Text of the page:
In the 1990s, Geena Davis was reportedly involved with an alternate sequel to "The Fly", to be directed by her then-husband, Renny Harlin, titled "Flies". The script was said to feature a story where Veronica does not die in childbirth, and instead gives birth to twin boys.
The Chris Walas, Inc. designers studied graphic books on disease as a starting point for their "Brundlefly" makeup/creature designs. The final "Brundlefly" creature is horribly deformed and asymmetrical. This reflects director David Cronenberg's idea that the creature shouldn't be a giant fly, but rather a literal fusion of a man and an insect that embodies elements of both.
Screenwriter Charles Edward Pogue wrote the first draft of the script. When David Cronenberg was hired as director, one condition was that he be able to rewrite the script to his satisfaction. Cronenberg substantially altered the characters (and their names), the dialogue, and much of the plot. However, key details from Pogue's script (the fusion of man and fly and details of the metamorphosis) were retained.
After bringing Veronica, a journalist, to his apartment, the first thing Seth does to impress her is play the piano. In real life, David Cronenberg's mother played the piano, while his father was a journalist.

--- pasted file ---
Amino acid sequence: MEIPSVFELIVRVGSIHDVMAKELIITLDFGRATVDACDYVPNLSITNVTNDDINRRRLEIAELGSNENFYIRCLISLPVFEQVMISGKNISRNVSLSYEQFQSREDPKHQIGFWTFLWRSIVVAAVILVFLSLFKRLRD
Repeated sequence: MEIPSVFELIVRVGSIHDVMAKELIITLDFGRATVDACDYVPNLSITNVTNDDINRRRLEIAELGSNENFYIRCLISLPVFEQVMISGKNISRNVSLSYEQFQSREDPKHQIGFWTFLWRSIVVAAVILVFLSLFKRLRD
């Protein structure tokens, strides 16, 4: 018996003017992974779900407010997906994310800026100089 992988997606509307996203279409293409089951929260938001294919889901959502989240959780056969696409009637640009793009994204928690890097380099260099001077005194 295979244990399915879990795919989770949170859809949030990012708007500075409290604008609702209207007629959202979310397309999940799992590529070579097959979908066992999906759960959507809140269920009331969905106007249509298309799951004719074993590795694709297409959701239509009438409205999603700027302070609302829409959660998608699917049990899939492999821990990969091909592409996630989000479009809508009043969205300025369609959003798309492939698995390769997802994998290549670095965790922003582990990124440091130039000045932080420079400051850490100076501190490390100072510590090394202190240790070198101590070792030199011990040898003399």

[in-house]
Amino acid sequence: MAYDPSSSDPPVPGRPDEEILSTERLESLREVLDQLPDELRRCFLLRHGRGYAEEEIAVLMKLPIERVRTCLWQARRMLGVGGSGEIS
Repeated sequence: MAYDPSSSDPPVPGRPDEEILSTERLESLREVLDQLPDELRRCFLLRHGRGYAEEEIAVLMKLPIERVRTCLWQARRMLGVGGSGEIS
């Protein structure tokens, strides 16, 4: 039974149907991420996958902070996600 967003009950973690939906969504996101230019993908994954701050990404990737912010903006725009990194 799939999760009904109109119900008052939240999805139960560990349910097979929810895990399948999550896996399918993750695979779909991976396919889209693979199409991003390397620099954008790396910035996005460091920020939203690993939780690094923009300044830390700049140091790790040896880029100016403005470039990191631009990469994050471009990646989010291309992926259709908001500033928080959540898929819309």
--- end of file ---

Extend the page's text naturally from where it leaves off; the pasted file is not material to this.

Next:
Co-producer Kip Ohman was the person who originally had the idea of remaking the original film. He had recently landed Charles Edward Pogue as a client, and suggested that he should be the one to right it. They pitched the idea to Twentieth Century-Fox, who agreed to finance it. After reading Pogue's first draft, however, they rescinded the offer. Not only would they not finance the picture, they refused to relinquish the rights so that Ohman and Pogue could take it to another studio. Ohman finally convinced Fox to distribute the picture if they could get someone else to finance it. Ohman ultimately found producer Stuart Cornfeld, who had previously produced The Elephant Man (1980), and therefore knew Mel Brooks. Brooks agreed to allow Cornfeld to use Brooksfilms to produce the picture, but decided a new writer was needed. Pogue was therefore booted off the project, and Walon Green was hired in his place. It was decided that Green's draft was even worse than Pogue's, so he was fired and Pogue was re-hired. Pogue was ultimately booted off the project once again once David Cronenberg demanded to be able to re-write the script to his own satisfaction, as a condition of coming on board to direct. Cronenberg and Pogue didn't actually meet until after the film had come out. When they spoke, Cronenberg told him "apparently we made a hit movie together."
An opera in two acts based on the movie was produced for the stage in 2008. David Cronenberg served as director, Howard Shore composed the music and the lyrics were written by David Henry Hwang (with whom Cronenberg collaborated on M. Butterfly (1993).